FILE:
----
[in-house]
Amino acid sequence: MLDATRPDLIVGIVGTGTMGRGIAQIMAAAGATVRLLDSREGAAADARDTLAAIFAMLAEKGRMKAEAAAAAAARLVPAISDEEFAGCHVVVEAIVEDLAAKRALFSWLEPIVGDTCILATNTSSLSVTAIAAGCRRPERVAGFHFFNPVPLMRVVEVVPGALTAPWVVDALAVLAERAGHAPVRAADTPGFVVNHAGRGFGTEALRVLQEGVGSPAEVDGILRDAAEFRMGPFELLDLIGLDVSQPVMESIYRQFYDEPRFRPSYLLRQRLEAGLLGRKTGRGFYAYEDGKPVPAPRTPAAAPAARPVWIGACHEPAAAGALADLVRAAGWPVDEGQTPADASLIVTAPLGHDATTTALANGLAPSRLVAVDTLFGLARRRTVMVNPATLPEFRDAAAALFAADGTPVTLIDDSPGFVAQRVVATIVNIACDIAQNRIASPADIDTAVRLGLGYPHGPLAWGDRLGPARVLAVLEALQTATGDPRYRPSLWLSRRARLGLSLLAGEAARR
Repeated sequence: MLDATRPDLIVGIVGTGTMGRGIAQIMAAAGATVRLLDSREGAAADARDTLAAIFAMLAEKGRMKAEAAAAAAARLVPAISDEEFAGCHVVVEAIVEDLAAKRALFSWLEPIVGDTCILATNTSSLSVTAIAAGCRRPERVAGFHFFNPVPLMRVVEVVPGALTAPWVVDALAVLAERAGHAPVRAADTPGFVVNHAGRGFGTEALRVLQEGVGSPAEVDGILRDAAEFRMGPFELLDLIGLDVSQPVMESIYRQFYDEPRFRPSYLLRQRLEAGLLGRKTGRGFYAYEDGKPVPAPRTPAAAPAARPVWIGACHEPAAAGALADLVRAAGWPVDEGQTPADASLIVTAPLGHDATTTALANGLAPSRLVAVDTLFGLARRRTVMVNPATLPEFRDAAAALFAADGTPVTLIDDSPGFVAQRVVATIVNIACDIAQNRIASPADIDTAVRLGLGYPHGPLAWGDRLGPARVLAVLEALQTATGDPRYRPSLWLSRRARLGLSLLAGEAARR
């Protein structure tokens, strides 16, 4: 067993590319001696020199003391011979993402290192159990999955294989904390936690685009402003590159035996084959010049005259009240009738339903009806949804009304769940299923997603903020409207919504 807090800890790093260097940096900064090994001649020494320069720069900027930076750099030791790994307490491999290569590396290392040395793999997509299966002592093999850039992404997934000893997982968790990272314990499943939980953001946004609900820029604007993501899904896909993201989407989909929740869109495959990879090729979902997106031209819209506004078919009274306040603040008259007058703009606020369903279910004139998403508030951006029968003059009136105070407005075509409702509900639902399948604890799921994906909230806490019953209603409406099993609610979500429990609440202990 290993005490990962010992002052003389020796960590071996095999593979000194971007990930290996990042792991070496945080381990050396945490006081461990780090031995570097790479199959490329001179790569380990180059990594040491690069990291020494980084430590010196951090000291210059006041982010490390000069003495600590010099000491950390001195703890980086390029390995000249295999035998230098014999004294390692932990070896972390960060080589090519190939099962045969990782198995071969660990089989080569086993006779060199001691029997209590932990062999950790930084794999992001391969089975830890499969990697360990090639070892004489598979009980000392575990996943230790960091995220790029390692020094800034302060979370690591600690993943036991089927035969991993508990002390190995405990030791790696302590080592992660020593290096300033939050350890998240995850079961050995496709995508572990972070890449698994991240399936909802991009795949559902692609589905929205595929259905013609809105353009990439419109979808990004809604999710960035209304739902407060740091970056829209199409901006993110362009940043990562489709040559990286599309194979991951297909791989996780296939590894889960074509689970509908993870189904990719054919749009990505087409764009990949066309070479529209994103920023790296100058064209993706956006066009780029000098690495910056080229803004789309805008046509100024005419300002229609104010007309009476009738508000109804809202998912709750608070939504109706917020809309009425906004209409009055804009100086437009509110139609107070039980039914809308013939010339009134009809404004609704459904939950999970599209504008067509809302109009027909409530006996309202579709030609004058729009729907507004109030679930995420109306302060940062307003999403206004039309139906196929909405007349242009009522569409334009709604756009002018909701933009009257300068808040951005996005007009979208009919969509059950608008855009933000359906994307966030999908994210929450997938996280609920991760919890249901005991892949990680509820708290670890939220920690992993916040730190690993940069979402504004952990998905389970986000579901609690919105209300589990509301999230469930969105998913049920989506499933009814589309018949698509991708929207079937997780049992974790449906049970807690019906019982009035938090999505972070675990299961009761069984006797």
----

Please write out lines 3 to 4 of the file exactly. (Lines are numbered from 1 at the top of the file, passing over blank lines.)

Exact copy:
Repeated sequence: MLDATRPDLIVGIVGTGTMGRGIAQIMAAAGATVRLLDSREGAAADARDTLAAIFAMLAEKGRMKAEAAAAAAARLVPAISDEEFAGCHVVVEAIVEDLAAKRALFSWLEPIVGDTCILATNTSSLSVTAIAAGCRRPERVAGFHFFNPVPLMRVVEVVPGALTAPWVVDALAVLAERAGHAPVRAADTPGFVVNHAGRGFGTEALRVLQEGVGSPAEVDGILRDAAEFRMGPFELLDLIGLDVSQPVMESIYRQFYDEPRFRPSYLLRQRLEAGLLGRKTGRGFYAYEDGKPVPAPRTPAAAPAARPVWIGACHEPAAAGALADLVRAAGWPVDEGQTPADASLIVTAPLGHDATTTALANGLAPSRLVAVDTLFGLARRRTVMVNPATLPEFRDAAAALFAADGTPVTLIDDSPGFVAQRVVATIVNIACDIAQNRIASPADIDTAVRLGLGYPHGPLAWGDRLGPARVLAVLEALQTATGDPRYRPSLWLSRRARLGLSLLAGEAARR
């Protein structure tokens, strides 16, 4: 067993590319001696020199003391011979993402290192159990999955294989904390936690685009402003590159035996084959010049005259009240009738339903009806949804009304769940299923997603903020409207919504 807090800890790093260097940096900064090994001649020494320069720069900027930076750099030791790994307490491999290569590396290392040395793999997509299966002592093999850039992404997934000893997982968790990272314990499943939980953001946004609900820029604007993501899904896909993201989407989909929740869109495959990879090729979902997106031209819209506004078919009274306040603040008259007058703009606020369903279910004139998403508030951006029968003059009136105070407005075509409702509900639902399948604890799921994906909230806490019953209603409406099993609610979500429990609440202990 290993005490990962010992002052003389020796960590071996095999593979000194971007990930290996990042792991070496945080381990050396945490006081461990780090031995570097790479199959490329001179790569380990180059990594040491690069990291020494980084430590010196951090000291210059006041982010490390000069003495600590010099000491950390001195703890980086390029390995000249295999035998230098014999004294390692932990070896972390960060080589090519190939099962045969990782198995071969660990089989080569086993006779060199001691029997209590932990062999950790930084794999992001391969089975830890499969990697360990090639070892004489598979009980000392575990996943230790960091995220790029390692020094800034302060979370690591600690993943036991089927035969991993508990002390190995405990030791790696302590080592992660020593290096300033939050350890998240995850079961050995496709995508572990972070890449698994991240399936909802991009795949559902692609589905929205595929259905013609809105353009990439419109979808990004809604999710960035209304739902407060740091970056829209199409901006993110362009940043990562489709040559990286599309194979991951297909791989996780296939590894889960074509689970509908993870189904990719054919749009990505087409764009990949066309070479529209994103920023790296100058064209993706956006066009780029000098690495910056080229803004789309805008046509100024005419300002229609104010007309009476009738508000109804809202998912709750608070939504109706917020809309009425906004209409009055804009100086437009509110139609107070039980039914809308013939010339009134009809404004609704459904939950999970599209504008067509809302109009027909409530006996309202579709030609004058729009729907507004109030679930995420109306302060940062307003999403206004039309139906196929909405007349242009009522569409334009709604756009002018909701933009009257300068808040951005996005007009979208009919969509059950608008855009933000359906994307966030999908994210929450997938996280609920991760919890249901005991892949990680509820708290670890939220920690992993916040730190690993940069979402504004952990998905389970986000579901609690919105209300589990509301999230469930969105998913049920989506499933009814589309018949698509991708929207079937997780049992974790449906049970807690019906019982009035938090999505972070675990299961009761069984006797």